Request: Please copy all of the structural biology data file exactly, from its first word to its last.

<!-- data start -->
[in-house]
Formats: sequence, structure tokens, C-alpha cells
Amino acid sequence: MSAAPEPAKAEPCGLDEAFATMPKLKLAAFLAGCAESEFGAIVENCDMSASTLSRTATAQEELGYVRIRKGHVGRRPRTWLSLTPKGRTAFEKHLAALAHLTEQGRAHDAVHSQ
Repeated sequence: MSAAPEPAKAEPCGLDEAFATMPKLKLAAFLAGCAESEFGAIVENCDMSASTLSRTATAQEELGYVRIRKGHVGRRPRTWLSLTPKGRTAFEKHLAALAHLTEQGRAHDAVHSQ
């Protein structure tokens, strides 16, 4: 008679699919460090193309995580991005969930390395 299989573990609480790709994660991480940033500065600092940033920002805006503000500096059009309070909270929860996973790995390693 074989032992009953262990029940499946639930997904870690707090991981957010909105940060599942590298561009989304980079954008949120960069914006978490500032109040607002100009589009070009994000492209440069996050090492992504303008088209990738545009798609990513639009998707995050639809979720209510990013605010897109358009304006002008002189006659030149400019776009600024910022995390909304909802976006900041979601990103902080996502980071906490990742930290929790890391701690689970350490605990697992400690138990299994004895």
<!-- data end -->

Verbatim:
[in-house]
Formats: sequence, structure tokens, C-alpha cells
Amino acid sequence: MSAAPEPAKAEPCGLDEAFATMPKLKLAAFLAGCAESEFGAIVENCDMSASTLSRTATAQEELGYVRIRKGHVGRRPRTWLSLTPKGRTAFEKHLAALAHLTEQGRAHDAVHSQ
Repeated sequence: MSAAPEPAKAEPCGLDEAFATMPKLKLAAFLAGCAESEFGAIVENCDMSASTLSRTATAQEELGYVRIRKGHVGRRPRTWLSLTPKGRTAFEKHLAALAHLTEQGRAHDAVHSQ
């Protein structure tokens, strides 16, 4: 008679699919460090193309995580991005969930390395 299989573990609480790709994660991480940033500065600092940033920002805006503000500096059009309070909270929860996973790995390693 074989032992009953262990029940499946639930997904870690707090991981957010909105940060599942590298561009989304980079954008949120960069914006978490500032109040607002100009589009070009994000492209440069996050090492992504303008088209990738545009798609990513639009998707995050639809979720209510990013605010897109358009304006002008002189006659030149400019776009600024910022995390909304909802976006900041979601990103902080996502980071906490990742930290929790890391701690689970350490605990697992400690138990299994004895």